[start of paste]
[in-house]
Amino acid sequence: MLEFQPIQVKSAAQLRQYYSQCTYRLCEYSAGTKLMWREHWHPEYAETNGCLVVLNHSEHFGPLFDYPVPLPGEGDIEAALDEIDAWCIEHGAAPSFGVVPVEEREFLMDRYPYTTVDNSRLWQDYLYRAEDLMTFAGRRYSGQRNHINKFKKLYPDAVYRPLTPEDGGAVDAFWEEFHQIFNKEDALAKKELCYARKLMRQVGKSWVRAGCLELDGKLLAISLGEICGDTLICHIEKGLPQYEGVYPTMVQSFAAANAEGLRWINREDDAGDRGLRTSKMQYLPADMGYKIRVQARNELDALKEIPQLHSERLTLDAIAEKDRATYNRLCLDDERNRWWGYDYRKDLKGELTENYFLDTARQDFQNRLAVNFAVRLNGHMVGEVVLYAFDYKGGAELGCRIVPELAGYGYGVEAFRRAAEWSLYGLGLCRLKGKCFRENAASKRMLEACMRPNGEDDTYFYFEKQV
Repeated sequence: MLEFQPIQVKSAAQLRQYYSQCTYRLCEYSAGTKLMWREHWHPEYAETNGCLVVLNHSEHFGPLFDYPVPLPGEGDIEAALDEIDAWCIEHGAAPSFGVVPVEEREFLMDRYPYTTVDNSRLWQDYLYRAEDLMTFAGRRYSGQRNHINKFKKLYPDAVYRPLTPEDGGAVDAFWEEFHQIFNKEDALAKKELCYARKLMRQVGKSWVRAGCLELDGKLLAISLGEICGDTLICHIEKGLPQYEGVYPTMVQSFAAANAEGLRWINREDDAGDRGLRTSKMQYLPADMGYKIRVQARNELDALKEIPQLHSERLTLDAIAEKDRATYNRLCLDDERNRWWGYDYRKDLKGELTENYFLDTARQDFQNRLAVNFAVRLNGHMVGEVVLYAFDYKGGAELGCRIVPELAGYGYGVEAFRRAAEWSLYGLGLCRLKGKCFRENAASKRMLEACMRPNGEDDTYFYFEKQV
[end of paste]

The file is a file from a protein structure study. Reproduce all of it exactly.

[in-house]
Amino acid sequence: MLEFQPIQVKSAAQLRQYYSQCTYRLCEYSAGTKLMWREHWHPEYAETNGCLVVLNHSEHFGPLFDYPVPLPGEGDIEAALDEIDAWCIEHGAAPSFGVVPVEEREFLMDRYPYTTVDNSRLWQDYLYRAEDLMTFAGRRYSGQRNHINKFKKLYPDAVYRPLTPEDGGAVDAFWEEFHQIFNKEDALAKKELCYARKLMRQVGKSWVRAGCLELDGKLLAISLGEICGDTLICHIEKGLPQYEGVYPTMVQSFAAANAEGLRWINREDDAGDRGLRTSKMQYLPADMGYKIRVQARNELDALKEIPQLHSERLTLDAIAEKDRATYNRLCLDDERNRWWGYDYRKDLKGELTENYFLDTARQDFQNRLAVNFAVRLNGHMVGEVVLYAFDYKGGAELGCRIVPELAGYGYGVEAFRRAAEWSLYGLGLCRLKGKCFRENAASKRMLEACMRPNGEDDTYFYFEKQV
Repeated sequence: MLEFQPIQVKSAAQLRQYYSQCTYRLCEYSAGTKLMWREHWHPEYAETNGCLVVLNHSEHFGPLFDYPVPLPGEGDIEAALDEIDAWCIEHGAAPSFGVVPVEEREFLMDRYPYTTVDNSRLWQDYLYRAEDLMTFAGRRYSGQRNHINKFKKLYPDAVYRPLTPEDGGAVDAFWEEFHQIFNKEDALAKKELCYARKLMRQVGKSWVRAGCLELDGKLLAISLGEICGDTLICHIEKGLPQYEGVYPTMVQSFAAANAEGLRWINREDDAGDRGLRTSKMQYLPADMGYKIRVQARNELDALKEIPQLHSERLTLDAIAEKDRATYNRLCLDDERNRWWGYDYRKDLKGELTENYFLDTARQDFQNRLAVNFAVRLNGHMVGEVVLYAFDYKGGAELGCRIVPELAGYGYGVEAFRRAAEWSLYGLGLCRLKGKCFRENAASKRMLEACMRPNGEDDTYFYFEKQV